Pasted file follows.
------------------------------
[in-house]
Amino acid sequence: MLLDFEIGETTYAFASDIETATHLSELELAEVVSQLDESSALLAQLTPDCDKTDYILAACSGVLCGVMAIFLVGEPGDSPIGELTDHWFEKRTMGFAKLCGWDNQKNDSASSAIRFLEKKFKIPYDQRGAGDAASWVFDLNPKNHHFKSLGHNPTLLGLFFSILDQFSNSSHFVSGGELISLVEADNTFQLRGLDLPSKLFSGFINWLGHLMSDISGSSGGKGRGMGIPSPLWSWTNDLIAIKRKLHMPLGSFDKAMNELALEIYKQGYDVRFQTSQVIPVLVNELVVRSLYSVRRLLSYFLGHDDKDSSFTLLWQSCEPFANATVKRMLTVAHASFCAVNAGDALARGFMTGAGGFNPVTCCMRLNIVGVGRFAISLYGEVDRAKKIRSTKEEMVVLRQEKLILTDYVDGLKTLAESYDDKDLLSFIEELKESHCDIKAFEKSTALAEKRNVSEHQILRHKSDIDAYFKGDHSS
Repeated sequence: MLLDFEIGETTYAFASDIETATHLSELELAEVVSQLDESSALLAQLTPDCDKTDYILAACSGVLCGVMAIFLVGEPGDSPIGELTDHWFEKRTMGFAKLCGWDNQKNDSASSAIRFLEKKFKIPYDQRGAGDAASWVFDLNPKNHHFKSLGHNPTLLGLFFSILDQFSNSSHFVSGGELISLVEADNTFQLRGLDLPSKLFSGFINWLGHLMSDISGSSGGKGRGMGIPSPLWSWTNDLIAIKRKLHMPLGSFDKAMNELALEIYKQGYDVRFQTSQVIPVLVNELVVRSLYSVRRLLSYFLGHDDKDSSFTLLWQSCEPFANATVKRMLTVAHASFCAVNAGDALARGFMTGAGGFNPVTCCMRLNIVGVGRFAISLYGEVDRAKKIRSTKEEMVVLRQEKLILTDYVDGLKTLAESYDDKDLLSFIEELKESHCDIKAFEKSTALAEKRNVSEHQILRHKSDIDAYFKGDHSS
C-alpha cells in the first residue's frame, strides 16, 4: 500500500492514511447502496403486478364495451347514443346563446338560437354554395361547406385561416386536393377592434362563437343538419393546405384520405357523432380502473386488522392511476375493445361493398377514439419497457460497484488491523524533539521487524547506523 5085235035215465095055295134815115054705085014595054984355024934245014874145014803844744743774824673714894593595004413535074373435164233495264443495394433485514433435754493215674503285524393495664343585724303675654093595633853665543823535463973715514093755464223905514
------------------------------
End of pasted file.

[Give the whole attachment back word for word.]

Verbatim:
[in-house]
Amino acid sequence: MLLDFEIGETTYAFASDIETATHLSELELAEVVSQLDESSALLAQLTPDCDKTDYILAACSGVLCGVMAIFLVGEPGDSPIGELTDHWFEKRTMGFAKLCGWDNQKNDSASSAIRFLEKKFKIPYDQRGAGDAASWVFDLNPKNHHFKSLGHNPTLLGLFFSILDQFSNSSHFVSGGELISLVEADNTFQLRGLDLPSKLFSGFINWLGHLMSDISGSSGGKGRGMGIPSPLWSWTNDLIAIKRKLHMPLGSFDKAMNELALEIYKQGYDVRFQTSQVIPVLVNELVVRSLYSVRRLLSYFLGHDDKDSSFTLLWQSCEPFANATVKRMLTVAHASFCAVNAGDALARGFMTGAGGFNPVTCCMRLNIVGVGRFAISLYGEVDRAKKIRSTKEEMVVLRQEKLILTDYVDGLKTLAESYDDKDLLSFIEELKESHCDIKAFEKSTALAEKRNVSEHQILRHKSDIDAYFKGDHSS
Repeated sequence: MLLDFEIGETTYAFASDIETATHLSELELAEVVSQLDESSALLAQLTPDCDKTDYILAACSGVLCGVMAIFLVGEPGDSPIGELTDHWFEKRTMGFAKLCGWDNQKNDSASSAIRFLEKKFKIPYDQRGAGDAASWVFDLNPKNHHFKSLGHNPTLLGLFFSILDQFSNSSHFVSGGELISLVEADNTFQLRGLDLPSKLFSGFINWLGHLMSDISGSSGGKGRGMGIPSPLWSWTNDLIAIKRKLHMPLGSFDKAMNELALEIYKQGYDVRFQTSQVIPVLVNELVVRSLYSVRRLLSYFLGHDDKDSSFTLLWQSCEPFANATVKRMLTVAHASFCAVNAGDALARGFMTGAGGFNPVTCCMRLNIVGVGRFAISLYGEVDRAKKIRSTKEEMVVLRQEKLILTDYVDGLKTLAESYDDKDLLSFIEELKESHCDIKAFEKSTALAEKRNVSEHQILRHKSDIDAYFKGDHSS
C-alpha cells in the first residue's frame, strides 16, 4: 500500500492514511447502496403486478364495451347514443346563446338560437354554395361547406385561416386536393377592434362563437343538419393546405384520405357523432380502473386488522392511476375493445361493398377514439419497457460497484488491523524533539521487524547506523 5085235035215465095055295134815115054705085014595054984355024934245014874145014803844744743774824673714894593595004413535074373435164233495264443495394433485514433435754493215674503285524393495664343585724303675654093595633853665543823535463973715514093755464223905514